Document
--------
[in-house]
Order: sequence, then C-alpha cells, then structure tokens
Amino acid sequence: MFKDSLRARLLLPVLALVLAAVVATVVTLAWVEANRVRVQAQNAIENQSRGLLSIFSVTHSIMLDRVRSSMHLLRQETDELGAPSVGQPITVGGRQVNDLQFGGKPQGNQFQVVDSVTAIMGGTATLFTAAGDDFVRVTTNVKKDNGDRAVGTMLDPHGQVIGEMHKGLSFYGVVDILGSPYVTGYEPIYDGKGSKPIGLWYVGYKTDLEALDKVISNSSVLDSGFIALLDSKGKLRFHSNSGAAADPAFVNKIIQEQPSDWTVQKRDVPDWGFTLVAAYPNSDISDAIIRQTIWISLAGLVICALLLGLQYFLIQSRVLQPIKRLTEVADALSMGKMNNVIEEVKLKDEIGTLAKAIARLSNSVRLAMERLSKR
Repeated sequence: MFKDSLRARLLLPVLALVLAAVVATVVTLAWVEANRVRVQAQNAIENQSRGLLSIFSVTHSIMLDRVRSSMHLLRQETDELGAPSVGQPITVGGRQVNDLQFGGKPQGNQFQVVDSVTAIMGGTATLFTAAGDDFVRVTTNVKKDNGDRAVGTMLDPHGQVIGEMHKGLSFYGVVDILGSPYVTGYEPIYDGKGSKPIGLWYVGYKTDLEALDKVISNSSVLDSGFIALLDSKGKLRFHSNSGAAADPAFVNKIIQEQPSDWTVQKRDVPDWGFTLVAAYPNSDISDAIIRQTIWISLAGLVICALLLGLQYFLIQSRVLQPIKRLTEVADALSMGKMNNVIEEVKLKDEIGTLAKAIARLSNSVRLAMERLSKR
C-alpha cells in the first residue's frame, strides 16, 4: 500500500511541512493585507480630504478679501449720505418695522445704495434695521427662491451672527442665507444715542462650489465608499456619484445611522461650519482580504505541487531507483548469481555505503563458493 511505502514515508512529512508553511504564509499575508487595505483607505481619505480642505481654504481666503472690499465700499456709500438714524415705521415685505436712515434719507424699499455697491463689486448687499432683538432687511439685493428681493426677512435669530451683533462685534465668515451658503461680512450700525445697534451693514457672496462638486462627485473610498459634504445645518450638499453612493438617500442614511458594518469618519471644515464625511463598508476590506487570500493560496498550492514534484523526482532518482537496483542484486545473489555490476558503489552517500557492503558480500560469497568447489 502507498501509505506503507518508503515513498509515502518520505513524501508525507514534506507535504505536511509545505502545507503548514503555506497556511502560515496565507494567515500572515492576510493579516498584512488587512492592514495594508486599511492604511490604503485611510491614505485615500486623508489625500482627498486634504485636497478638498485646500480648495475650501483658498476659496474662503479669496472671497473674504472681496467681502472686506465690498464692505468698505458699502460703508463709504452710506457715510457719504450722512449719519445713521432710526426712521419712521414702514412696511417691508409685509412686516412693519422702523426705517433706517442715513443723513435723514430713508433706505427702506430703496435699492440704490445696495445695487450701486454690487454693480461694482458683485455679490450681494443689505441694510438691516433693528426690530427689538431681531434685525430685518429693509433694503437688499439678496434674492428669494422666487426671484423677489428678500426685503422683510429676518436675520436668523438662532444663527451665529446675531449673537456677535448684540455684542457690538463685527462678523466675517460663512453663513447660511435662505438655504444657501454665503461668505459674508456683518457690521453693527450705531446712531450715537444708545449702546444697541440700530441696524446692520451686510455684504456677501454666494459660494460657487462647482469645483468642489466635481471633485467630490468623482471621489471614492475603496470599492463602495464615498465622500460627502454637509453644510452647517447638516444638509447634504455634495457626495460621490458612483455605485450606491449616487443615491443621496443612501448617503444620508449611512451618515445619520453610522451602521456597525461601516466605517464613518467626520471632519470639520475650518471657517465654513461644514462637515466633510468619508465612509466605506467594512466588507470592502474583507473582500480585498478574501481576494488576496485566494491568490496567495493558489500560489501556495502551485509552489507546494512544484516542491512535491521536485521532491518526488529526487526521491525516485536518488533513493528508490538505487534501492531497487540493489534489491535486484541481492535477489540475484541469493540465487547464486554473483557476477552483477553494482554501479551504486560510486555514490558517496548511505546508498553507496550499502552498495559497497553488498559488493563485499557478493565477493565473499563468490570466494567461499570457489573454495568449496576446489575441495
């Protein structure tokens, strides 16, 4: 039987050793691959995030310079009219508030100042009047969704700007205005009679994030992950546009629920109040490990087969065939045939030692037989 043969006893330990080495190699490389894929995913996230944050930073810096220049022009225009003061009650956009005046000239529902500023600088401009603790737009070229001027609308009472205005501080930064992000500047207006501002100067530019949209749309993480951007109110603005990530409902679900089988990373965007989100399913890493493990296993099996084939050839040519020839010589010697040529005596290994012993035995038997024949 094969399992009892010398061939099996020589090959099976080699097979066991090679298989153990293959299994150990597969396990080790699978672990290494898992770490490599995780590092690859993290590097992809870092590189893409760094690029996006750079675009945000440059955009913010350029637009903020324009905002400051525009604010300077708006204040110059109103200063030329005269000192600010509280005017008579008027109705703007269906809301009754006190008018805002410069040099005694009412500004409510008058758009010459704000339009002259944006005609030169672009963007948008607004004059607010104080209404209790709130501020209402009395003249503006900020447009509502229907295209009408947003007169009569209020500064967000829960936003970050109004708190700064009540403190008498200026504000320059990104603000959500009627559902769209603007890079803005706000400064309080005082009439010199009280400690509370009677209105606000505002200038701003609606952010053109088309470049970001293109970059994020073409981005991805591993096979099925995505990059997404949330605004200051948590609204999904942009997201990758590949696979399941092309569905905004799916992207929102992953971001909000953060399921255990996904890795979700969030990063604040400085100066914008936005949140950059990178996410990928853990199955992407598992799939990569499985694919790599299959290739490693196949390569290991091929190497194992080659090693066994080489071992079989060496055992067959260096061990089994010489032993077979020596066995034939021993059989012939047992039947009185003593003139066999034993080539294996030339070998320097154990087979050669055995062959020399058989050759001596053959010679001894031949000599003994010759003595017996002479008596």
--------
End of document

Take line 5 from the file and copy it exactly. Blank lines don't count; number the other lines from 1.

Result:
C-alpha cells in the first residue's frame, strides 16, 4: 500500500511541512493585507480630504478679501449720505418695522445704495434695521427662491451672527442665507444715542462650489465608499456619484445611522461650519482580504505541487531507483548469481555505503563458493 511505502514515508512529512508553511504564509499575508487595505483607505481619505480642505481654504481666503472690499465700499456709500438714524415705521415685505436712515434719507424699499455697491463689486448687499432683538432687511439685493428681493426677512435669530451683533462685534465668515451658503461680512450700525445697534451693514457672496462638486462627485473610498459634504445645518450638499453612493438617500442614511458594518469618519471644515464625511463598508476590506487570500493560496498550492514534484523526482532518482537496483542484486545473489555490476558503489552517500557492503558480500560469497568447489 502507498501509505506503507518508503515513498509515502518520505513524501508525507514534506507535504505536511509545505502545507503548514503555506497556511502560515496565507494567515500572515492576510493579516498584512488587512492592514495594508486599511492604511490604503485611510491614505485615500486623508489625500482627498486634504485636497478638498485646500480648495475650501483658498476659496474662503479669496472671497473674504472681496467681502472686506465690498464692505468698505458699502460703508463709504452710506457715510457719504450722512449719519445713521432710526426712521419712521414702514412696511417691508409685509412686516412693519422702523426705517433706517442715513443723513435723514430713508433706505427702506430703496435699492440704490445696495445695487450701486454690487454693480461694482458683485455679490450681494443689505441694510438691516433693528426690530427689538431681531434685525430685518429693509433694503437688499439678496434674492428669494422666487426671484423677489428678500426685503422683510429676518436675520436668523438662532444663527451665529446675531449673537456677535448684540455684542457690538463685527462678523466675517460663512453663513447660511435662505438655504444657501454665503461668505459674508456683518457690521453693527450705531446712531450715537444708545449702546444697541440700530441696524446692520451686510455684504456677501454666494459660494460657487462647482469645483468642489466635481471633485467630490468623482471621489471614492475603496470599492463602495464615498465622500460627502454637509453644510452647517447638516444638509447634504455634495457626495460621490458612483455605485450606491449616487443615491443621496443612501448617503444620508449611512451618515445619520453610522451602521456597525461601516466605517464613518467626520471632519470639520475650518471657517465654513461644514462637515466633510468619508465612509466605506467594512466588507470592502474583507473582500480585498478574501481576494488576496485566494491568490496567495493558489500560489501556495502551485509552489507546494512544484516542491512535491521536485521532491518526488529526487526521491525516485536518488533513493528508490538505487534501492531497487540493489534489491535486484541481492535477489540475484541469493540465487547464486554473483557476477552483477553494482554501479551504486560510486555514490558517496548511505546508498553507496550499502552498495559497497553488498559488493563485499557478493565477493565473499563468490570466494567461499570457489573454495568449496576446489575441495